Trudy Lieberman, Adjunct Associate Professor, the CUNY School of Public Health
Pamela Cowan, Regina Leader-Post
Recently, the Canadian Public Health Association (CPHA) celebrated the fact that the average lifespan of Canadians has increased by more than 30 years since the early 1900s. That’s something we can all celebrate.
As the population ages, there is a growing belief that a tsunami of elderly patients will bankrupt the healthcare system, but evidence shows that this is a misconception.
The Health Minister should craft a new federal arrangement for health funding based on age — but should go one step further and include the more precise and evidence-based concept of “frailty”.”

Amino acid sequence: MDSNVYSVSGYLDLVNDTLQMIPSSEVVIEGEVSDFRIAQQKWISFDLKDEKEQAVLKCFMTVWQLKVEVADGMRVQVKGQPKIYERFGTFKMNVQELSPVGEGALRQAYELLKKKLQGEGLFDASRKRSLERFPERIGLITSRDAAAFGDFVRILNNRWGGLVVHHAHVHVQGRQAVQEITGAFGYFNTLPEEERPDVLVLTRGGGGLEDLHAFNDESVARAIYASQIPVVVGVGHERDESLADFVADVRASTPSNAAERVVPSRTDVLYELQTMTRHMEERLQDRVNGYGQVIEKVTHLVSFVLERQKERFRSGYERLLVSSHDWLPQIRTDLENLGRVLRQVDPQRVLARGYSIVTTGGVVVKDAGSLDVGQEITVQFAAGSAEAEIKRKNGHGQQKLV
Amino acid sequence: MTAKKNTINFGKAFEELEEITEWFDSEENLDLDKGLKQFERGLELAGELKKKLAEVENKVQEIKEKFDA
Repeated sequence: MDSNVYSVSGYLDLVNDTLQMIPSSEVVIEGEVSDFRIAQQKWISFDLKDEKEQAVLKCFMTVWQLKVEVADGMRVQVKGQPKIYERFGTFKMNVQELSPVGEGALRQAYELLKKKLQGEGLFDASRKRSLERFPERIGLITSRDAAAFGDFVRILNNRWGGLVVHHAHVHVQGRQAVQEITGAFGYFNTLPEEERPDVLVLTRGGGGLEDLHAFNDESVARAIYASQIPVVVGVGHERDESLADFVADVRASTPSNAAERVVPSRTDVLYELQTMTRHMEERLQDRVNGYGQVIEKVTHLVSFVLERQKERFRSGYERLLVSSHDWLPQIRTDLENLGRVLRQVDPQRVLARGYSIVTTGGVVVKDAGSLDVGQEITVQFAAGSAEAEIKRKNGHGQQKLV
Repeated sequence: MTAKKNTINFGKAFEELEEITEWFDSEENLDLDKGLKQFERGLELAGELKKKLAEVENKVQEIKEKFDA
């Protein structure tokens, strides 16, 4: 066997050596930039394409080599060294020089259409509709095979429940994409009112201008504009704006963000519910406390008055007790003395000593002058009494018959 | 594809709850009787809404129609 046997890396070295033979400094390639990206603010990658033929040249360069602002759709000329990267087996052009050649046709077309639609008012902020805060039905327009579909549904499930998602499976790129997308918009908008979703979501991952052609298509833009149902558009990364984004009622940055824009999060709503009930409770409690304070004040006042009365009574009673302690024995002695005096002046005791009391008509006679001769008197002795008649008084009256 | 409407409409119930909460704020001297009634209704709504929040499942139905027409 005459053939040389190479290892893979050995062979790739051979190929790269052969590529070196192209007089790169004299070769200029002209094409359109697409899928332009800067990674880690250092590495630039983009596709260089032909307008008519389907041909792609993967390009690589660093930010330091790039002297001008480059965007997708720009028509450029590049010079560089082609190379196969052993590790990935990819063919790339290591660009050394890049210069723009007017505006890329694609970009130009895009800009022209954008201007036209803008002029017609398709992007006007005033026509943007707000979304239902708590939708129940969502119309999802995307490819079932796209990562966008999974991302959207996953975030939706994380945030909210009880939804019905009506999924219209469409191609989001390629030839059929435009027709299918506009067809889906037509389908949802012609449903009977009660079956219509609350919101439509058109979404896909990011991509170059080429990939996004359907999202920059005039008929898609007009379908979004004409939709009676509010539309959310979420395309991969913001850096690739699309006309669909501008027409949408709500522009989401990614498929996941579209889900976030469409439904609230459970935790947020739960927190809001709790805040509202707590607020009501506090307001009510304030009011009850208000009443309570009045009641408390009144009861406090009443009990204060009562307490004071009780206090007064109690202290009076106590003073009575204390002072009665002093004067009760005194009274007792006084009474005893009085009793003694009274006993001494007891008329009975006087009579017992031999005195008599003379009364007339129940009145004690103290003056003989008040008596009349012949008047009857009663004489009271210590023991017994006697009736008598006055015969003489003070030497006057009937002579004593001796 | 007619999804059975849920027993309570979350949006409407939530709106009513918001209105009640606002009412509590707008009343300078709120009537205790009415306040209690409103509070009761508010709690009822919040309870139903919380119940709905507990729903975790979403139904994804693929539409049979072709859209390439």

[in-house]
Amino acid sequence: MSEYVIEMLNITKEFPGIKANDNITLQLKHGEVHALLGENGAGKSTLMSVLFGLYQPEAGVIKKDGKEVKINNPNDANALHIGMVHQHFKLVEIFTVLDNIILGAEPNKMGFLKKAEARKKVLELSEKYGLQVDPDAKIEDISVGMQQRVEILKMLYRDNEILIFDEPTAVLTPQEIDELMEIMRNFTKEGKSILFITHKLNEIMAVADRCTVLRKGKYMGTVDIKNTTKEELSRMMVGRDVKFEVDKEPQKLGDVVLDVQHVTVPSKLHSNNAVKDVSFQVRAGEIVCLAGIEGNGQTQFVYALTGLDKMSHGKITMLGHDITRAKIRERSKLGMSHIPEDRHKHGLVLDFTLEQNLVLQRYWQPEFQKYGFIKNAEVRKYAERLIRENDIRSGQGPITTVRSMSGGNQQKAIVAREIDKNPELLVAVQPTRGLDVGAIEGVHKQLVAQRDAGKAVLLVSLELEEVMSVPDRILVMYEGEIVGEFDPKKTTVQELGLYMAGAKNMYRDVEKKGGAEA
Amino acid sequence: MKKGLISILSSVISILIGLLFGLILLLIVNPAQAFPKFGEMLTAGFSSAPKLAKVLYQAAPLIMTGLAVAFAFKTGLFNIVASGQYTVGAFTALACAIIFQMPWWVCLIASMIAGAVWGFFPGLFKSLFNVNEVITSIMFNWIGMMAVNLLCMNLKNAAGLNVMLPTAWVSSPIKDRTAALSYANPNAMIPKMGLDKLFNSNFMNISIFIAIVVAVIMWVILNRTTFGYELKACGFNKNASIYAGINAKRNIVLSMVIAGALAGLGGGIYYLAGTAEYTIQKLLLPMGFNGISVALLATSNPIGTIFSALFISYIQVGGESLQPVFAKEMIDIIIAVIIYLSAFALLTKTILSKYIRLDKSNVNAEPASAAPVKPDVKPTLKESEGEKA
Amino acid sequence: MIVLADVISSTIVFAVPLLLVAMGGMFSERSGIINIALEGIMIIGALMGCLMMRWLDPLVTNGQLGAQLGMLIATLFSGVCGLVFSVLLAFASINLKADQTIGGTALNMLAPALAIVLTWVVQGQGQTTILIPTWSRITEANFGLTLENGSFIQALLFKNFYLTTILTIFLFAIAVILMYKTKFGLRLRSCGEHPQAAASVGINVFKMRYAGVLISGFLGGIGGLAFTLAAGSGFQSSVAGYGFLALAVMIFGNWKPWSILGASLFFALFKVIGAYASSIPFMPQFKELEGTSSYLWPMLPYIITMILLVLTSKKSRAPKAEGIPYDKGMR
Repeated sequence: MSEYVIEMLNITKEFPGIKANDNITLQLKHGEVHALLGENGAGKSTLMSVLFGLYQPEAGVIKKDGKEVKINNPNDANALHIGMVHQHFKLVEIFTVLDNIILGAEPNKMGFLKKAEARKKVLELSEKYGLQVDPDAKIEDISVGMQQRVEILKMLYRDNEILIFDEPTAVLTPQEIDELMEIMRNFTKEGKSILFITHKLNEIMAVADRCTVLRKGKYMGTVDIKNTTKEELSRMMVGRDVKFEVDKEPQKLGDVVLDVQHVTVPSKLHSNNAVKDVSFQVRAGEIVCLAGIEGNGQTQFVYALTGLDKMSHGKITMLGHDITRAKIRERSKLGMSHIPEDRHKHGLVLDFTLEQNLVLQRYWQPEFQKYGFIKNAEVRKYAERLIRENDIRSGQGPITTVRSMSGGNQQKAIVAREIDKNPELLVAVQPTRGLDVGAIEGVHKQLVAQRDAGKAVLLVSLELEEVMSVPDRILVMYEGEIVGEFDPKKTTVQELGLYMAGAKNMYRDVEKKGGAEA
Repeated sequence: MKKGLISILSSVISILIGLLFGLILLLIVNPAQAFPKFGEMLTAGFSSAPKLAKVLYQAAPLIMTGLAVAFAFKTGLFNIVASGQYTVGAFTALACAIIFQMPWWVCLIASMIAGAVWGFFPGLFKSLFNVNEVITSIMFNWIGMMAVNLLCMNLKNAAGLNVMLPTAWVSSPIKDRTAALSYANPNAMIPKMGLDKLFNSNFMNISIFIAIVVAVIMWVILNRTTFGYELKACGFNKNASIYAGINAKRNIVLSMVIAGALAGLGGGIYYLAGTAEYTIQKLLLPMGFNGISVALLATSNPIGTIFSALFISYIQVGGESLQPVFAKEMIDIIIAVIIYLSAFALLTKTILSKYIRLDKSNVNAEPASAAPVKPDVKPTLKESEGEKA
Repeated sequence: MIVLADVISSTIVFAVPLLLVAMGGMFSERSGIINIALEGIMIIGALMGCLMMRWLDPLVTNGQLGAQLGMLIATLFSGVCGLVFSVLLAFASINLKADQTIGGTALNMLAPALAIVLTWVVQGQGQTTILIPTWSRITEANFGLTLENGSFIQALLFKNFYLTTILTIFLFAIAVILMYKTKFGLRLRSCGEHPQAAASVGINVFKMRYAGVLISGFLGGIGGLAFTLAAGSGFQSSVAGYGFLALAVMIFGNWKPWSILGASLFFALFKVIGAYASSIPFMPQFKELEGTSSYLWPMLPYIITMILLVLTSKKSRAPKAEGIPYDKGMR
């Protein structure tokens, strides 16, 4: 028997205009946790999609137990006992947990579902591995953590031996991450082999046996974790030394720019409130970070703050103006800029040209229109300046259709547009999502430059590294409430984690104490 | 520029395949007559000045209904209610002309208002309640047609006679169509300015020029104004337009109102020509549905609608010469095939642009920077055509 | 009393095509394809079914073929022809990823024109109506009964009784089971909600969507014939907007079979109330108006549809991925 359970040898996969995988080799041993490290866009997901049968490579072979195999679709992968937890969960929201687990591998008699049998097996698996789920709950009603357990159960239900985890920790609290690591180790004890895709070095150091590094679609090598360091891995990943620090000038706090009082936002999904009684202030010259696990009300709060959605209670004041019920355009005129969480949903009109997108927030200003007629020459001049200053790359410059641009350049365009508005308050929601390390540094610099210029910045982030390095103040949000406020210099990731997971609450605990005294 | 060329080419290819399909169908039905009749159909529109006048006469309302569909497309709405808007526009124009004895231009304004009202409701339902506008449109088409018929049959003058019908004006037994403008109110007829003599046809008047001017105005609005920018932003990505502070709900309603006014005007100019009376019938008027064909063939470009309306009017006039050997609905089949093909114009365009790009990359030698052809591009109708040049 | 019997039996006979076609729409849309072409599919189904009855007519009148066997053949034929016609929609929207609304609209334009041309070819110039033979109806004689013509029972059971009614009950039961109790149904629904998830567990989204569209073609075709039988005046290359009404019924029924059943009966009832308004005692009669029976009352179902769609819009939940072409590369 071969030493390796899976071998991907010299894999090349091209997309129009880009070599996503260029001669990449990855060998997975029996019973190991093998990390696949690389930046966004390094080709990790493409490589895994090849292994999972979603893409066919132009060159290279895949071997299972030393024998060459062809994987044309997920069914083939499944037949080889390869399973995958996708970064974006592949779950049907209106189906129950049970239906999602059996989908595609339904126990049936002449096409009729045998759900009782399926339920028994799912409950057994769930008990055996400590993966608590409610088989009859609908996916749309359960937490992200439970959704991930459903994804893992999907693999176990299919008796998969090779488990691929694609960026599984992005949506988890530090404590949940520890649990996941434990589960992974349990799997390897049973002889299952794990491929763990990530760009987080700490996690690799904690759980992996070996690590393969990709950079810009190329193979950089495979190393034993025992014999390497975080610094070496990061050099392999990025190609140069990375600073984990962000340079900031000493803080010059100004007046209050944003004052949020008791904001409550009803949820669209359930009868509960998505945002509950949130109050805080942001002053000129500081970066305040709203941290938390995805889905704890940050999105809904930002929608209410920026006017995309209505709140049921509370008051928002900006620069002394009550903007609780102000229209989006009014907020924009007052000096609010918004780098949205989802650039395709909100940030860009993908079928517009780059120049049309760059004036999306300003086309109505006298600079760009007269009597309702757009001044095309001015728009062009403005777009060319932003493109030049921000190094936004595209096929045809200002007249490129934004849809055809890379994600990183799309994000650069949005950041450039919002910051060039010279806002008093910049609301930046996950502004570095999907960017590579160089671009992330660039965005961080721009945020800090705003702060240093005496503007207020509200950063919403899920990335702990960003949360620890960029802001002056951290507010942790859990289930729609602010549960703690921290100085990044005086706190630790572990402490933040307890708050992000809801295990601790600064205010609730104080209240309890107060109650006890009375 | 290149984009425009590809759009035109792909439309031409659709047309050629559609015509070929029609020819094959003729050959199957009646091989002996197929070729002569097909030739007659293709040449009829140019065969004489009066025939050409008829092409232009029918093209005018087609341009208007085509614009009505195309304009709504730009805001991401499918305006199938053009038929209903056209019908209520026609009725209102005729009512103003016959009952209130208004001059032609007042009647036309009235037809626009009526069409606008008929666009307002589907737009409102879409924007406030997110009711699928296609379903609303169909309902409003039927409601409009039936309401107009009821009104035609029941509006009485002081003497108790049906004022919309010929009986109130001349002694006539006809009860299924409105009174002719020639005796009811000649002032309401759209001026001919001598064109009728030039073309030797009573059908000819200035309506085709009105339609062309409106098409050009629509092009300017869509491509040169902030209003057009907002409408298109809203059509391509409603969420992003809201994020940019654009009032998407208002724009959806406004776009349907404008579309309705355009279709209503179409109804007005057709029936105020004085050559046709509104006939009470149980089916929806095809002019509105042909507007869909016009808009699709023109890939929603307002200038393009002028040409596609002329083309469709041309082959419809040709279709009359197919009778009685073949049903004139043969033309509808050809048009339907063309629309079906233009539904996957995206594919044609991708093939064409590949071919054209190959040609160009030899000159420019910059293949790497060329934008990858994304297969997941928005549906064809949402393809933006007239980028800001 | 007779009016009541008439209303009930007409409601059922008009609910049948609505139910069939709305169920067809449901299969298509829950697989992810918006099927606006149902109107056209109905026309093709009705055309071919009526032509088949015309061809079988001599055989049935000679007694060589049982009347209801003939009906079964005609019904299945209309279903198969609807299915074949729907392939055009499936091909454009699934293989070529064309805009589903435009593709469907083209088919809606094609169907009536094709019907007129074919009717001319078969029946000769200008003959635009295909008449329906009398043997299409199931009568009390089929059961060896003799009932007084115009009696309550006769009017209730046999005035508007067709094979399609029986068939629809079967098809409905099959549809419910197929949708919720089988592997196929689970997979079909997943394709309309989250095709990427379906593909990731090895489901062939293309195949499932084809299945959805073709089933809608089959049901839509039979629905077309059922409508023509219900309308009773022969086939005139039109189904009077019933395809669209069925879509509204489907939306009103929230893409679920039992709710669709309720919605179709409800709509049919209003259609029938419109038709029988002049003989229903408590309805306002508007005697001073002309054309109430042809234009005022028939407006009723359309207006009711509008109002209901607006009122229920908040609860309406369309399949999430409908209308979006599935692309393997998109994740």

Our health system is scrambling to meet the needs of older individuals with multiple, simultaneous and often inter-related health and social issues that threaten their independence — the essence of frailty.
As the population ages, experts say that the current institutional model of care needs to change to better support aging patients.
We know the further north you are in Ontario, the sparser is the health care, and the further you have to go and the less likely you are to have access.
Frailty is a better determinant of health outcomes and healthcare utilization than age alone